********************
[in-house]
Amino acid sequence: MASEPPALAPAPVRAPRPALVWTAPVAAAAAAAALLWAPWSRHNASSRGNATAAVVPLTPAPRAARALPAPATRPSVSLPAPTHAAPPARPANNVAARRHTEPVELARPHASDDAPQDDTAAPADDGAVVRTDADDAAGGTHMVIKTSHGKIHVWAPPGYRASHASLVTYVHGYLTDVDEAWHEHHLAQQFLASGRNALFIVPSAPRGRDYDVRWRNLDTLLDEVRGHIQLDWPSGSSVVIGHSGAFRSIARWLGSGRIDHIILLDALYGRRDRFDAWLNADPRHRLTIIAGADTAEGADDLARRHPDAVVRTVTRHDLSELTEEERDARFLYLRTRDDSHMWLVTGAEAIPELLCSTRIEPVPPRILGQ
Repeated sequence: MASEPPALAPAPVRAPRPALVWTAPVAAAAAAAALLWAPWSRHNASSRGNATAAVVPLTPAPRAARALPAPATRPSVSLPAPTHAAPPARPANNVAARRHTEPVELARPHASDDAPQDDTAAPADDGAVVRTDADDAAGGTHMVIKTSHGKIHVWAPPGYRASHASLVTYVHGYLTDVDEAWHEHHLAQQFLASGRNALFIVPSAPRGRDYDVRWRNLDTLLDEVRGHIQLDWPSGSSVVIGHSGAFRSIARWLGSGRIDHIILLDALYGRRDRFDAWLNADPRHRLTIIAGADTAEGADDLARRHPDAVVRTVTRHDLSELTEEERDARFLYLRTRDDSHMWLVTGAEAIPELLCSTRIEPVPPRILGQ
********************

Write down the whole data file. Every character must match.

[in-house]
Amino acid sequence: MASEPPALAPAPVRAPRPALVWTAPVAAAAAAAALLWAPWSRHNASSRGNATAAVVPLTPAPRAARALPAPATRPSVSLPAPTHAAPPARPANNVAARRHTEPVELARPHASDDAPQDDTAAPADDGAVVRTDADDAAGGTHMVIKTSHGKIHVWAPPGYRASHASLVTYVHGYLTDVDEAWHEHHLAQQFLASGRNALFIVPSAPRGRDYDVRWRNLDTLLDEVRGHIQLDWPSGSSVVIGHSGAFRSIARWLGSGRIDHIILLDALYGRRDRFDAWLNADPRHRLTIIAGADTAEGADDLARRHPDAVVRTVTRHDLSELTEEERDARFLYLRTRDDSHMWLVTGAEAIPELLCSTRIEPVPPRILGQ
Repeated sequence: MASEPPALAPAPVRAPRPALVWTAPVAAAAAAAALLWAPWSRHNASSRGNATAAVVPLTPAPRAARALPAPATRPSVSLPAPTHAAPPARPANNVAARRHTEPVELARPHASDDAPQDDTAAPADDGAVVRTDADDAAGGTHMVIKTSHGKIHVWAPPGYRASHASLVTYVHGYLTDVDEAWHEHHLAQQFLASGRNALFIVPSAPRGRDYDVRWRNLDTLLDEVRGHIQLDWPSGSSVVIGHSGAFRSIARWLGSGRIDHIILLDALYGRRDRFDAWLNADPRHRLTIIAGADTAEGADDLARRHPDAVVRTVTRHDLSELTEEERDARFLYLRTRDDSHMWLVTGAEAIPELLCSTRIEPVPPRILGQ